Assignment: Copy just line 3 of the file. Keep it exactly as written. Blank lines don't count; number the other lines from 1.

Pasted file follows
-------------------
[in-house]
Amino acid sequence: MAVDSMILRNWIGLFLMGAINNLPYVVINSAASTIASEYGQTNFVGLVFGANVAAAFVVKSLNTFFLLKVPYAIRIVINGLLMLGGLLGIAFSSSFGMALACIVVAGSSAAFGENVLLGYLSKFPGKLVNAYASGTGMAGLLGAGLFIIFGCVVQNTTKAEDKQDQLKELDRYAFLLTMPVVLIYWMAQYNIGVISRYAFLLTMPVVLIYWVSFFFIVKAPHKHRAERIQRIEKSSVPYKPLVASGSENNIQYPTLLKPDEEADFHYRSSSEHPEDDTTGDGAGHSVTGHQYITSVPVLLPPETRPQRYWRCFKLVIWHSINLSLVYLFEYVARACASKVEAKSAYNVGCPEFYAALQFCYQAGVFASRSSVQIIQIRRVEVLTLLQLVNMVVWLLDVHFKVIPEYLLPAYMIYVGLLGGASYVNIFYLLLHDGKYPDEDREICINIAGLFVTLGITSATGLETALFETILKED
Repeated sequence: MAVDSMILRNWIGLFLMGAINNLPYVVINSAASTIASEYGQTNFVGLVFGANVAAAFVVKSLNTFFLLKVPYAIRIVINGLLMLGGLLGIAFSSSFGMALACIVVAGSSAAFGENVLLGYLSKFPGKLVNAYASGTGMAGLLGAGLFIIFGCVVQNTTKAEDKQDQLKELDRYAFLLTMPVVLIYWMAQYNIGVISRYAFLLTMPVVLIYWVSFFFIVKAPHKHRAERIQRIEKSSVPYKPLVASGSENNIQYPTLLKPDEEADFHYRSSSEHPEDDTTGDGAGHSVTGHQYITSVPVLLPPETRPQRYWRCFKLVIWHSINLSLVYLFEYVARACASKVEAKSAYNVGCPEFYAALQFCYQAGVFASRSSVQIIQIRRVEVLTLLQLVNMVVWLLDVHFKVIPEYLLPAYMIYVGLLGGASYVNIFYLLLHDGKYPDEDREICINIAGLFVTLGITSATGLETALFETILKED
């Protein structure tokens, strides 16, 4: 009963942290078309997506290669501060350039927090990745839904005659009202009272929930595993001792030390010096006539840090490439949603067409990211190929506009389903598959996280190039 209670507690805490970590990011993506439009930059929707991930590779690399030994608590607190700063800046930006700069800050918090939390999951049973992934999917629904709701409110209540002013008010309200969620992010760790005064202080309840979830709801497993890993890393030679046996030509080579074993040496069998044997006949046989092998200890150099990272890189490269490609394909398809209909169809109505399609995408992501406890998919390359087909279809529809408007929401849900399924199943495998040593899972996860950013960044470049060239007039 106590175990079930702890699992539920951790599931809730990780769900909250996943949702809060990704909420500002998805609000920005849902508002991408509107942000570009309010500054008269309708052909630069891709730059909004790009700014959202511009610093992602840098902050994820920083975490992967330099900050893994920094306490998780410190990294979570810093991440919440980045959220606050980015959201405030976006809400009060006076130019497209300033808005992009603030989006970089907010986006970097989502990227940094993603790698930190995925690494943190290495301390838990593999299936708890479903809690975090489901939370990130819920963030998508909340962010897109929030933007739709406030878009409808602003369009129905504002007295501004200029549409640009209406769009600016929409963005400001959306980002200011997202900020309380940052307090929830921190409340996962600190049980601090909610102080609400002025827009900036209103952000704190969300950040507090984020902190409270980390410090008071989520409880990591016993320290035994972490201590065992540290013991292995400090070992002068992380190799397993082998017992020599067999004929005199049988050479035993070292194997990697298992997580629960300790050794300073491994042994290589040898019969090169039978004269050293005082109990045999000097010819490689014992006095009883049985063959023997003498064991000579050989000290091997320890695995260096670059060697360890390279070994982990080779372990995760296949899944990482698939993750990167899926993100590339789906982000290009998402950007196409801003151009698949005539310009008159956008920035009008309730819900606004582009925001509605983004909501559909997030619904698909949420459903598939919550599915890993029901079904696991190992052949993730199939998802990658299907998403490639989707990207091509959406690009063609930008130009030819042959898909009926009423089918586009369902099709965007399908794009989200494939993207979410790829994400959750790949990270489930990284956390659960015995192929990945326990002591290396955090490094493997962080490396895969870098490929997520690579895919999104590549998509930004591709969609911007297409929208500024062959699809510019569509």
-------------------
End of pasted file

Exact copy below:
Repeated sequence: MAVDSMILRNWIGLFLMGAINNLPYVVINSAASTIASEYGQTNFVGLVFGANVAAAFVVKSLNTFFLLKVPYAIRIVINGLLMLGGLLGIAFSSSFGMALACIVVAGSSAAFGENVLLGYLSKFPGKLVNAYASGTGMAGLLGAGLFIIFGCVVQNTTKAEDKQDQLKELDRYAFLLTMPVVLIYWMAQYNIGVISRYAFLLTMPVVLIYWVSFFFIVKAPHKHRAERIQRIEKSSVPYKPLVASGSENNIQYPTLLKPDEEADFHYRSSSEHPEDDTTGDGAGHSVTGHQYITSVPVLLPPETRPQRYWRCFKLVIWHSINLSLVYLFEYVARACASKVEAKSAYNVGCPEFYAALQFCYQAGVFASRSSVQIIQIRRVEVLTLLQLVNMVVWLLDVHFKVIPEYLLPAYMIYVGLLGGASYVNIFYLLLHDGKYPDEDREICINIAGLFVTLGITSATGLETALFETILKED